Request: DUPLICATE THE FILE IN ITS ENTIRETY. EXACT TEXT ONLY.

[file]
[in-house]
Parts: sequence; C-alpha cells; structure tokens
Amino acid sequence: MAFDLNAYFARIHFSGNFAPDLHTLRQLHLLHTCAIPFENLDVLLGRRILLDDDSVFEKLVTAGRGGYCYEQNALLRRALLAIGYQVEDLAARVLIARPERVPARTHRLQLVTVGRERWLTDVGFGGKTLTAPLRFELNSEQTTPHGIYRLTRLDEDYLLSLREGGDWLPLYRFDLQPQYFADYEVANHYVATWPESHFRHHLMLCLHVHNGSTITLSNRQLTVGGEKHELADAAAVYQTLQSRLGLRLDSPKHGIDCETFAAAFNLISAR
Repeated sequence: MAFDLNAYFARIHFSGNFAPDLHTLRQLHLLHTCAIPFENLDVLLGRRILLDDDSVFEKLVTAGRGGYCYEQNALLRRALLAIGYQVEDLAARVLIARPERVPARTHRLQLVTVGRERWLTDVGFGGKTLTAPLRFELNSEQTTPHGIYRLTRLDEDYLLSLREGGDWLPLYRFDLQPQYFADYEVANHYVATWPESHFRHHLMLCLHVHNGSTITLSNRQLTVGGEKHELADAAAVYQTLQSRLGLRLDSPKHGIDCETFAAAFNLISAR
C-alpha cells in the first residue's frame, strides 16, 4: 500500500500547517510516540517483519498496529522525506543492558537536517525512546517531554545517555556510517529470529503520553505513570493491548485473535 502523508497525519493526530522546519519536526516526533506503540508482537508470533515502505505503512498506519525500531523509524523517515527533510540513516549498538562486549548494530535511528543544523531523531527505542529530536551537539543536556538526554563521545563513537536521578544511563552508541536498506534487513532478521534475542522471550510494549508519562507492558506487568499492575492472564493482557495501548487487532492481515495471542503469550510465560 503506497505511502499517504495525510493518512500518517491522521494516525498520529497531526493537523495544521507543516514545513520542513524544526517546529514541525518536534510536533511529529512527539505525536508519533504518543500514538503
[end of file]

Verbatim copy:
[in-house]
Parts: sequence; C-alpha cells; structure tokens
Amino acid sequence: MAFDLNAYFARIHFSGNFAPDLHTLRQLHLLHTCAIPFENLDVLLGRRILLDDDSVFEKLVTAGRGGYCYEQNALLRRALLAIGYQVEDLAARVLIARPERVPARTHRLQLVTVGRERWLTDVGFGGKTLTAPLRFELNSEQTTPHGIYRLTRLDEDYLLSLREGGDWLPLYRFDLQPQYFADYEVANHYVATWPESHFRHHLMLCLHVHNGSTITLSNRQLTVGGEKHELADAAAVYQTLQSRLGLRLDSPKHGIDCETFAAAFNLISAR
Repeated sequence: MAFDLNAYFARIHFSGNFAPDLHTLRQLHLLHTCAIPFENLDVLLGRRILLDDDSVFEKLVTAGRGGYCYEQNALLRRALLAIGYQVEDLAARVLIARPERVPARTHRLQLVTVGRERWLTDVGFGGKTLTAPLRFELNSEQTTPHGIYRLTRLDEDYLLSLREGGDWLPLYRFDLQPQYFADYEVANHYVATWPESHFRHHLMLCLHVHNGSTITLSNRQLTVGGEKHELADAAAVYQTLQSRLGLRLDSPKHGIDCETFAAAFNLISAR
C-alpha cells in the first residue's frame, strides 16, 4: 500500500500547517510516540517483519498496529522525506543492558537536517525512546517531554545517555556510517529470529503520553505513570493491548485473535 502523508497525519493526530522546519519536526516526533506503540508482537508470533515502505505503512498506519525500531523509524523517515527533510540513516549498538562486549548494530535511528543544523531523531527505542529530536551537539543536556538526554563521545563513537536521578544511563552508541536498506534487513532478521534475542522471550510494549508519562507492558506487568499492575492472564493482557495501548487487532492481515495471542503469550510465560 503506497505511502499517504495525510493518512500518517491522521494516525498520529497531526493537523495544521507543516514545513520542513524544526517546529514541525518536534510536533511529529512527539505525536508519533504518543500514538503